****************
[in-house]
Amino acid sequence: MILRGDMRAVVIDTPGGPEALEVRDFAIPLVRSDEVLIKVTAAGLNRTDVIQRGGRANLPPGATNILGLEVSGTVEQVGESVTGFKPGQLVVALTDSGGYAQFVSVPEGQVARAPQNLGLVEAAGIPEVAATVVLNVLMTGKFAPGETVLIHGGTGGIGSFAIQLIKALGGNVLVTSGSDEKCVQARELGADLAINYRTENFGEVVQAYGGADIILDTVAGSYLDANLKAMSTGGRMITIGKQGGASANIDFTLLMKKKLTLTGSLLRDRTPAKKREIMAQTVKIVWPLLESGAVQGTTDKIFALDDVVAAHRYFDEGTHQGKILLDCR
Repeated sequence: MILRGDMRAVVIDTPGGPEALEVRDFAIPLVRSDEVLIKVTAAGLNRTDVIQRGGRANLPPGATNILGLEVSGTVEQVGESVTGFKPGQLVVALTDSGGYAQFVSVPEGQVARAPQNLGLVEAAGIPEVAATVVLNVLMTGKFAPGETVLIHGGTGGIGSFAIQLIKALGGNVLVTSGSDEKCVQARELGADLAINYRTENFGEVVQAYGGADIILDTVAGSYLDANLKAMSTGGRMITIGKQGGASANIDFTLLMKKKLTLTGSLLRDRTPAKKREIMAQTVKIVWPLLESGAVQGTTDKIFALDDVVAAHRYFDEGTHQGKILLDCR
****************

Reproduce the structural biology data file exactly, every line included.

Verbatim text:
[in-house]
Amino acid sequence: MILRGDMRAVVIDTPGGPEALEVRDFAIPLVRSDEVLIKVTAAGLNRTDVIQRGGRANLPPGATNILGLEVSGTVEQVGESVTGFKPGQLVVALTDSGGYAQFVSVPEGQVARAPQNLGLVEAAGIPEVAATVVLNVLMTGKFAPGETVLIHGGTGGIGSFAIQLIKALGGNVLVTSGSDEKCVQARELGADLAINYRTENFGEVVQAYGGADIILDTVAGSYLDANLKAMSTGGRMITIGKQGGASANIDFTLLMKKKLTLTGSLLRDRTPAKKREIMAQTVKIVWPLLESGAVQGTTDKIFALDDVVAAHRYFDEGTHQGKILLDCR
Repeated sequence: MILRGDMRAVVIDTPGGPEALEVRDFAIPLVRSDEVLIKVTAAGLNRTDVIQRGGRANLPPGATNILGLEVSGTVEQVGESVTGFKPGQLVVALTDSGGYAQFVSVPEGQVARAPQNLGLVEAAGIPEVAATVVLNVLMTGKFAPGETVLIHGGTGGIGSFAIQLIKALGGNVLVTSGSDEKCVQARELGADLAINYRTENFGEVVQAYGGADIILDTVAGSYLDANLKAMSTGGRMITIGKQGGASANIDFTLLMKKKLTLTGSLLRDRTPAKKREIMAQTVKIVWPLLESGAVQGTTDKIFALDDVVAAHRYFDEGTHQGKILLDCR